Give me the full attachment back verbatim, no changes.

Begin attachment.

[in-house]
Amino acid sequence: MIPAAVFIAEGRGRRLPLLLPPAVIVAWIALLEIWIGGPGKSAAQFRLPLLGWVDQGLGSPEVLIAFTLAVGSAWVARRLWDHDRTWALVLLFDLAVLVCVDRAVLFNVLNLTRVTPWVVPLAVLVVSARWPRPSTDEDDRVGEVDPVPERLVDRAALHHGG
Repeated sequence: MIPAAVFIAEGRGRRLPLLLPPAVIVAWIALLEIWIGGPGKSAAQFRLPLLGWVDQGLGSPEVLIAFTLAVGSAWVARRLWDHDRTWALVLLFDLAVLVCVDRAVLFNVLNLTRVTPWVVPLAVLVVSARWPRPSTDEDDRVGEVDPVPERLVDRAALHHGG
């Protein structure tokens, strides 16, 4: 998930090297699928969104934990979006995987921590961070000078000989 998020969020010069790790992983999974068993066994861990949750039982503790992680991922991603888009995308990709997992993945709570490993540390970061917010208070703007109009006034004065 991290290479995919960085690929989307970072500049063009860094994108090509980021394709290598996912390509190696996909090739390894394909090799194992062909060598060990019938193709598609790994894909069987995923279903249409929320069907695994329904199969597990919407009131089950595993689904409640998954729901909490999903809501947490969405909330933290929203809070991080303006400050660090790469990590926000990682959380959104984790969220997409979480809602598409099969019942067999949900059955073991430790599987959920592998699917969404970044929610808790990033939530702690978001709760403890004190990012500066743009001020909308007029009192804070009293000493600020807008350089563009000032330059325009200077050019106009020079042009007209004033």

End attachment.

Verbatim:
[in-house]
Amino acid sequence: MIPAAVFIAEGRGRRLPLLLPPAVIVAWIALLEIWIGGPGKSAAQFRLPLLGWVDQGLGSPEVLIAFTLAVGSAWVARRLWDHDRTWALVLLFDLAVLVCVDRAVLFNVLNLTRVTPWVVPLAVLVVSARWPRPSTDEDDRVGEVDPVPERLVDRAALHHGG
Repeated sequence: MIPAAVFIAEGRGRRLPLLLPPAVIVAWIALLEIWIGGPGKSAAQFRLPLLGWVDQGLGSPEVLIAFTLAVGSAWVARRLWDHDRTWALVLLFDLAVLVCVDRAVLFNVLNLTRVTPWVVPLAVLVVSARWPRPSTDEDDRVGEVDPVPERLVDRAALHHGG
């Protein structure tokens, strides 16, 4: 998930090297699928969104934990979006995987921590961070000078000989 998020969020010069790790992983999974068993066994861990949750039982503790992680991922991603888009995308990709997992993945709570490993540390970061917010208070703007109009006034004065 991290290479995919960085690929989307970072500049063009860094994108090509980021394709290598996912390509190696996909090739390894394909090799194992062909060598060990019938193709598609790994894909069987995923279903249409929320069907695994329904199969597990919407009131089950595993689904409640998954729901909490999903809501947490969405909330933290929203809070991080303006400050660090790469990590926000990682959380959104984790969220997409979480809602598409099969019942067999949900059955073991430790599987959920592998699917969404970044929610808790990033939530702690978001709760403890004190990012500066743009001020909308007029009192804070009293000493600020807008350089563009000032330059325009200077050019106009020079042009007209004033």